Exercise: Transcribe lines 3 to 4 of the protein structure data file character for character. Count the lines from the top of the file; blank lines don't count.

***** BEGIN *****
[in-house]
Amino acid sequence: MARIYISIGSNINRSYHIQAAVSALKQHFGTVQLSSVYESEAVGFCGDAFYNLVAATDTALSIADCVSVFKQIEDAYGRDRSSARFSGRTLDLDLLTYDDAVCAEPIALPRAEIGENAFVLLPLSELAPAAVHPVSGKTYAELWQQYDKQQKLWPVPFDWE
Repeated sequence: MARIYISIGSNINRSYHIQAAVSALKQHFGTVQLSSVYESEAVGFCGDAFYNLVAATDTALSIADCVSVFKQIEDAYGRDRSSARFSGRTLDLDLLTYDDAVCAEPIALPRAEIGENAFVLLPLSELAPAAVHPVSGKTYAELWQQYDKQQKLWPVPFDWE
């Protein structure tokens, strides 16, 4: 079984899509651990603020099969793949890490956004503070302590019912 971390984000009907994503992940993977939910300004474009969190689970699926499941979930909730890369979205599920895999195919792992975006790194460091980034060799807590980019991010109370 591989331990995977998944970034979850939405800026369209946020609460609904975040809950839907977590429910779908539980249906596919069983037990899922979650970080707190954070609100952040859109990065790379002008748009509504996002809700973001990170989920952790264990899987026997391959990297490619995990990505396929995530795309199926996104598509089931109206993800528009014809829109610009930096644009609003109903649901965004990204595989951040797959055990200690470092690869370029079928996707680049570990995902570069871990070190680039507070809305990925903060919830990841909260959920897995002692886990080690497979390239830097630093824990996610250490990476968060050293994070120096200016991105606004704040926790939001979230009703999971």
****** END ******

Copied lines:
Repeated sequence: MARIYISIGSNINRSYHIQAAVSALKQHFGTVQLSSVYESEAVGFCGDAFYNLVAATDTALSIADCVSVFKQIEDAYGRDRSSARFSGRTLDLDLLTYDDAVCAEPIALPRAEIGENAFVLLPLSELAPAAVHPVSGKTYAELWQQYDKQQKLWPVPFDWE
């Protein structure tokens, strides 16, 4: 079984899509651990603020099969793949890490956004503070302590019912 971390984000009907994503992940993977939910300004474009969190689970699926499941979930909730890369979205599920895999195919792992975006790194460091980034060799807590980019991010109370 591989331990995977998944970034979850939405800026369209946020609460609904975040809950839907977590429910779908539980249906596919069983037990899922979650970080707190954070609100952040859109990065790379002008748009509504996002809700973001990170989920952790264990899987026997391959990297490619995990990505396929995530795309199926996104598509089931109206993800528009014809829109610009930096644009609003109903649901965004990204595989951040797959055990200690470092690869370029079928996707680049570990995902570069871990070190680039507070809305990925903060919830990841909260959920897995002692886990080690497979390239830097630093824990996610250490990476968060050293994070120096200016991105606004704040926790939001979230009703999971």